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Results of the Survey of Women of Ukraine about their Ideal Place for Natural Childbirth

We, like other mammals, need to feel both safe and protected to give birth easily.
~Michel Odent

In the near future, Ukraine can expect such changes as the legalization of home midwifery, the creation of wards for birth in maternity hospitals (for natural childbirth) and training for medical staff to assist in natural childbirth.

In response to many years of work conducted by public organizations and women’s opposition against medical aggression, the Administration of the Maternity Hospital No. 5 in Kiev has taken an initiative to organise a number of meetings with doctors, home midwives, doulas, and moms to discuss further cooperation since September 2017. 

In this regard, an active group comprising the social project Miracle in the Heart (Olga and Svetlana), Nadezhda Zelenaya, a home midwife, and Tatyana Pershina, a prenatal psychologist in the Kyiv Maternity Hospital No.5, conducted an Internet poll “Describe Your Ideal Place for Natural Childbirth and Help to Create it". The online Survey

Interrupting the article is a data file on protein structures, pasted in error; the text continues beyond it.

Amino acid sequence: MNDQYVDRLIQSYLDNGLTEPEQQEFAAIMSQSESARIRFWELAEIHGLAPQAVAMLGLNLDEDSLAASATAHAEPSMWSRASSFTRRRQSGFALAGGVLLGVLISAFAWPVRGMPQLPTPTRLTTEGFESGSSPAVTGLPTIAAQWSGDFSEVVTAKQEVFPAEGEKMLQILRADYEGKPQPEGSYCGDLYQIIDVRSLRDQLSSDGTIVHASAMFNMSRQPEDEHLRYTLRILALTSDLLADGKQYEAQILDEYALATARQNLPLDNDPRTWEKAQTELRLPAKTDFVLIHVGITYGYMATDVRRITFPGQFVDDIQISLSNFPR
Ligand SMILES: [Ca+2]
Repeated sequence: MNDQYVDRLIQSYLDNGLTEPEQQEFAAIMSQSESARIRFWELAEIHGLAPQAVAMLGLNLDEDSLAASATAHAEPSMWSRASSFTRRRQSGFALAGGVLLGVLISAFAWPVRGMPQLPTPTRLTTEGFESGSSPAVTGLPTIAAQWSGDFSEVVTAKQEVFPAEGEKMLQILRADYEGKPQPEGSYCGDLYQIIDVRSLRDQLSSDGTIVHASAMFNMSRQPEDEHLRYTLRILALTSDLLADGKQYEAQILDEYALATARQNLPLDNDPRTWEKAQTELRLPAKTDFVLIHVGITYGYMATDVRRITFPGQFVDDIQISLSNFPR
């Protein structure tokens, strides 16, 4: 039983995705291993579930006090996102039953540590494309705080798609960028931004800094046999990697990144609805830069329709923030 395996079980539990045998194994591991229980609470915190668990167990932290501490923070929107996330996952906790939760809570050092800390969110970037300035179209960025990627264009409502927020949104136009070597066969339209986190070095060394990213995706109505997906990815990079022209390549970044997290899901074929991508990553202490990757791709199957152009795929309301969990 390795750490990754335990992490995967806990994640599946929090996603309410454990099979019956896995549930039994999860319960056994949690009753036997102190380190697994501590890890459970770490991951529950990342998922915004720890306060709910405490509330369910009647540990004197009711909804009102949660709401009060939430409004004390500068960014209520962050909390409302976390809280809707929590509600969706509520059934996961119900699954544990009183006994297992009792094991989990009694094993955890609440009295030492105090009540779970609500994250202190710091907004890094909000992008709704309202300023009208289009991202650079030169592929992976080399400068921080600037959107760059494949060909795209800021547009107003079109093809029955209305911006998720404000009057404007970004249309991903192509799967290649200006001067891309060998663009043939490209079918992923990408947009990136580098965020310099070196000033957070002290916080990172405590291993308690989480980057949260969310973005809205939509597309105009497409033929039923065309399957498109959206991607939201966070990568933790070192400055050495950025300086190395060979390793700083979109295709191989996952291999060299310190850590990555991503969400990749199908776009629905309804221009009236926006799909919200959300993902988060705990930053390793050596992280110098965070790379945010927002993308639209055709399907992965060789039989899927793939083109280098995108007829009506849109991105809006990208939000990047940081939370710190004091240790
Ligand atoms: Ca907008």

The online survey has been conducted from September 26 to November 20, 2017, to ensure an efficient work of the project "Natural Childbirth under the Protection of the Maternity Hospital". The responses were accepted in Russian and Ukrainian.

The results of the Survey reflect those needs of women (especially basic needs) in childbirth and postpartum that now underestimated, insufficiently realized, taken into account and protected by the medical community, birthkeepers, and birth workers.

To ensure greater comfort and frankness for women, this online survey was completely anonymous. It should be also noted that the questions were of the open type, i.e. it did not offer ready-made solutions or a list of answers, but it contained a field where women could provide detailed answers to the relevant extent for women.

General information

The survey involved residents of Ukraine, whose births took place from 1998 to 2017. The survey accounted for 66 people and it involved women aged 21-50. The prevailing number of respondents is aged 31-35. The first children were born between 20 and 37 years old.